Renewal of financial aid is not automatic. Forms must be filed by the stated deadlines each year of attendance. Recipients must continue to demonstrate financial need and maintain satisfactory academic progress to remain eligible for financial aid.
What is Sarah Lawrence Graduate Gift Aid?
Sarah Lawrence Graduate Gift Aid is a need-based grant awarded from the College and from contributions made by alumnae/i and friends of the College. The amount of Gift Aid awarded is determined by the amount of your need after applying all other sources of aid for which you are eligible. You must maintain satisfactory academic progress to retain the gift aid.
Are there state-based grants available for graduate students?
Grants are available to eligible full-time students who are residents of the District of Columbia, Rhode Island, and Vermont. Check with the student aid agency in your state for further information.
Are there assistantships available to graduate students?
Yes. If you are interested in applying for a non-teaching assistantship, please contact Alba Coronel in the Graduate Studies Office at the beginning of the Fall semester. Call (914)395-2371. General student employment positions are also offered through the Office of Student Employment. The beginning of Fall semester is the best time to secure employment on campus. In addition to on-campus jobs, employment opportunities in the vicinity of the College are posted on a bulletin board in Bates Hall. These jobs are part time.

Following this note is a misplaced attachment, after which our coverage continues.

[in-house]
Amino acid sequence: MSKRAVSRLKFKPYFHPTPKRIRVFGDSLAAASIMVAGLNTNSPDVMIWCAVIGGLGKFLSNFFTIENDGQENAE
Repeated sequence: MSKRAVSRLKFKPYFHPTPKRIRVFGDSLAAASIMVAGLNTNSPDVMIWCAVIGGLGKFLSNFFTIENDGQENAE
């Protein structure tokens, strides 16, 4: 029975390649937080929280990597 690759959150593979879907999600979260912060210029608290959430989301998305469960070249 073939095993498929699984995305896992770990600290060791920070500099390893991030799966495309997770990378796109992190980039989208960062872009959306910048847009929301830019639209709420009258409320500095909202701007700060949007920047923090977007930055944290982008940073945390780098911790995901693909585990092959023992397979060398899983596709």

What types of student loans are available?
A student loan is an obligation that must be repaid after you complete your degree or cease to be enrolled.
There are two general types of student loans: need-based loans and non-need-based loans. Eligibility for need-based loans is based on financial need and determined by the Federal Department of Education from the information provided on the Free Application for Federal Student Aid (FAFSA). A variety of non-need-based loans are available to any student who is enrolled at least half-time.
Federal Perkins Loan: This federal loan is awarded to students who demonstrate the greatest need. The amount of the loan is credited to your account, half each semester, after you sign a promissory note in the Bursar’s office. This loan has a 5% interest rate, which accrues nine months after you graduate or when you drop below half-time status. Repayment begins at that time and usually is extended over a 10 year repayment period. There are deferments and forbearances available should you experience difficulty in repaying your debt.
Federal Direct Unsubsidized Loan: Eligible students may receive up to $20,500. The interest on an unsubsidized loan begins to accrue the moment you take the loan.
Federal Direct Graduate Plus Loan: This is a credit-based loan through the federal government. The interest accrues during enrollment, but payments may be deferred until graduation. The interest rate is a fixed rate and set by the government. Students may borrow up to the cost of education minus other aid.
Private Education Loans: These loans are available from many lenders. They are credit based, and tend to have variable interest rates. See Online Loan Filing for more information.